Circuit Showcase

45-90 min

Novice

Ages 8+

What Will You Learn?

Overview: Campers will share their projects with one another in a gallery-walk style mini Maker Faire. This will be an opportunity to share what campers made and enjoy what others created.

Objectives:

  • Communicate the design process as it applies to a project.

  • Share feedback about the designs of other campers in a supportive way.

  • Celebrate accomplishments.

Preparing for the Showcase

Explain the structure of today’s event to campers.

  • Everyone will set up an area with their favorite sample(s) of their work.

  • Campers will create a simple poster with their name and any information they want to include about their projects. Encourage campers to describe their design process, share their inspiration, and explain challenges they overcame. You may wish to give campers a heads up earlier in the week that they will be making a poster, so that they can work on it at home, if desired.

  • Half the group will travel for 15 minutes asking questions and giving encouragement while the other half present their work. Then the groups will switch places.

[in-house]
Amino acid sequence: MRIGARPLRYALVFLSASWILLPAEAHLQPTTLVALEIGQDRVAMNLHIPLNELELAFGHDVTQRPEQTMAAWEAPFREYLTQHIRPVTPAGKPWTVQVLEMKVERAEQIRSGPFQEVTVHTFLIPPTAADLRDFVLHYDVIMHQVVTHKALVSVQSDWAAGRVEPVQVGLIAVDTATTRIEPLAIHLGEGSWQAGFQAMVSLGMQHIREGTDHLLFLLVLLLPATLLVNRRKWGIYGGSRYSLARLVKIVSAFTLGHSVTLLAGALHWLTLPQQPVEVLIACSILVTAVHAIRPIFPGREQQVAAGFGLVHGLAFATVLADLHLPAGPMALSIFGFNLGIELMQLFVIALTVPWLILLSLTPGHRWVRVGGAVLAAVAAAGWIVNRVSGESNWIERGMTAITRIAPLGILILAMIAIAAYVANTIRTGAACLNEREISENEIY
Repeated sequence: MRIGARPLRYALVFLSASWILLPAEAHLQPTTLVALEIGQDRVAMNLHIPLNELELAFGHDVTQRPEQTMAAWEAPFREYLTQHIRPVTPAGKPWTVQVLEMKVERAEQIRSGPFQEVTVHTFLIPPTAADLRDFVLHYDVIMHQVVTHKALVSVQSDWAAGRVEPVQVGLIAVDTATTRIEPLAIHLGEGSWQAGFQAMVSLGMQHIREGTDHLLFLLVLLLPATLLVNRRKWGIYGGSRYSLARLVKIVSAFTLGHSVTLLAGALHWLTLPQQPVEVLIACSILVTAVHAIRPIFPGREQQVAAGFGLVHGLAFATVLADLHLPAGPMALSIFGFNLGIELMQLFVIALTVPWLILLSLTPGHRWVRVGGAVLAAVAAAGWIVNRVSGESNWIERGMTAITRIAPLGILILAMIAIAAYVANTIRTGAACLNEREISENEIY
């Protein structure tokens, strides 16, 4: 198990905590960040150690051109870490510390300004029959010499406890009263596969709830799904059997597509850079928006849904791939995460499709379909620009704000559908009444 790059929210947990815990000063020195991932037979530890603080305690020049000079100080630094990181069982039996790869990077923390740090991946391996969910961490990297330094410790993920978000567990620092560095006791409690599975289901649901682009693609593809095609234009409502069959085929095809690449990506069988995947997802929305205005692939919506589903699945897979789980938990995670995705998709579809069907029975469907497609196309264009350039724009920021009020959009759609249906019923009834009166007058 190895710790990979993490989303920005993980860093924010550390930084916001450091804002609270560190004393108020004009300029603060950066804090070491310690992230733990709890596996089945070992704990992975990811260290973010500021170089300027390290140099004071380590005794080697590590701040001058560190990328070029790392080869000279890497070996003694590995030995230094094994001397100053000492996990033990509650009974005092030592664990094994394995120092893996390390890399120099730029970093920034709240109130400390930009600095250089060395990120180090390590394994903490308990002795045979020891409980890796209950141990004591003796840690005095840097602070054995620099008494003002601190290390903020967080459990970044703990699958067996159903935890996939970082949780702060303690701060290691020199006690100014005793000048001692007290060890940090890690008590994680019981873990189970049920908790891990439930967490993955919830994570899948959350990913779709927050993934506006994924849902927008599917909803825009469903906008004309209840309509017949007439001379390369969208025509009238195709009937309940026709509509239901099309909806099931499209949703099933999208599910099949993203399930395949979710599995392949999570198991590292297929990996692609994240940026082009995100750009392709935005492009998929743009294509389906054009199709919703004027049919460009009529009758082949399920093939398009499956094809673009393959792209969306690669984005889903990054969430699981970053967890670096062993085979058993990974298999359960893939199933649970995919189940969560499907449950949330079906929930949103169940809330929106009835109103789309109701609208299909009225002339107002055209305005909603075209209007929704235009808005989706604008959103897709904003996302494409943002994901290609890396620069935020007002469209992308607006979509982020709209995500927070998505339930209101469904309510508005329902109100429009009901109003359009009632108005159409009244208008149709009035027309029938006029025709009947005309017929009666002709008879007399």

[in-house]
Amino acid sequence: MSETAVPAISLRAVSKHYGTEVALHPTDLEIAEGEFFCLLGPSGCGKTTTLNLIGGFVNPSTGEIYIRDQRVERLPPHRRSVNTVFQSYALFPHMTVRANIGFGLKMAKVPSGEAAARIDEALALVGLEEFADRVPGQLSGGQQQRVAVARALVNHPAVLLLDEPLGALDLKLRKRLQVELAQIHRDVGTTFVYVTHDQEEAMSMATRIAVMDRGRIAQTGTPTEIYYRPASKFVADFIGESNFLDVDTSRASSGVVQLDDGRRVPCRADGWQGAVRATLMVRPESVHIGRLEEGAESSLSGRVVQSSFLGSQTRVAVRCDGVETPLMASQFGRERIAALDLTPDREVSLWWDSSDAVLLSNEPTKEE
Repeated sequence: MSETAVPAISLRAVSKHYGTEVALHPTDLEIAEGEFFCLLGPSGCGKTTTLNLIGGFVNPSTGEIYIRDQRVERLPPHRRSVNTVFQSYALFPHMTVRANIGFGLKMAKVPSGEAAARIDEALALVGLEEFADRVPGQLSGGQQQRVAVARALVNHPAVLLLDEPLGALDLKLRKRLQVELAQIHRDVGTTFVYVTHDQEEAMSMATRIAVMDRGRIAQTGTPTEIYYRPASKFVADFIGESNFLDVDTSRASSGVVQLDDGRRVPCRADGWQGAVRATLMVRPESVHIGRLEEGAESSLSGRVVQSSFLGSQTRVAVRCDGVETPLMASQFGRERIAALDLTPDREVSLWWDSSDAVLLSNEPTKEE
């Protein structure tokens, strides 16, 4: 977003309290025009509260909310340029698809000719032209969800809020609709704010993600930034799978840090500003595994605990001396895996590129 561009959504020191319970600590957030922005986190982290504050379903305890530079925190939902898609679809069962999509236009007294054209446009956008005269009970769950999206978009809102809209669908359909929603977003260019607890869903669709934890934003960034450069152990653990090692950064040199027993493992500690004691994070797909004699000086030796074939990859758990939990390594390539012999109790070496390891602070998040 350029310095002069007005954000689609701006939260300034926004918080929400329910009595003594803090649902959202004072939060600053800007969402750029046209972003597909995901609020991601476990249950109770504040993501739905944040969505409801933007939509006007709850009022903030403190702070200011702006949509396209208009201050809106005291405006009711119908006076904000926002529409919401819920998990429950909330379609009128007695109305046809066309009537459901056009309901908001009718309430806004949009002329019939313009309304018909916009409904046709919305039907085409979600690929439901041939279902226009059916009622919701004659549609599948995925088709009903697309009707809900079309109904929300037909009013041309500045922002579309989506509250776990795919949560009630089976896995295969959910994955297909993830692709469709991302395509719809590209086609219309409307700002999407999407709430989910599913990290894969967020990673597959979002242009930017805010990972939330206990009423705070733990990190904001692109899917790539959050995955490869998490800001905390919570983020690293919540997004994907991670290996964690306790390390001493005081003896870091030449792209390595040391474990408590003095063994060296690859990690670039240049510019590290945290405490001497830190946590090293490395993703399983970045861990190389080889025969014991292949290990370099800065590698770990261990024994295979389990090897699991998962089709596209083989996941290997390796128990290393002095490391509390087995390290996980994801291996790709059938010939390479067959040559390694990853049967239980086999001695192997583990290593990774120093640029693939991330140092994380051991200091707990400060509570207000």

• The goal is to be inspired by one another and give constructive feedback. If desired, and appropriate for social distancing, family can be invited.

Preparation

Have campers prepare their space for the showcase.

  • Prepare your favorite projects to present. Make sure they are all powered.

  • Prepare and display a simple poster. Consider addressing specific questions on the posters, such as:

    • What were the steps in the process to create this work?

    • What did you learn?

    • What new skills did you develop?

    • What were some challenges you faced?

  • Divide the group into two groups and ensure each camper knows what group they are in.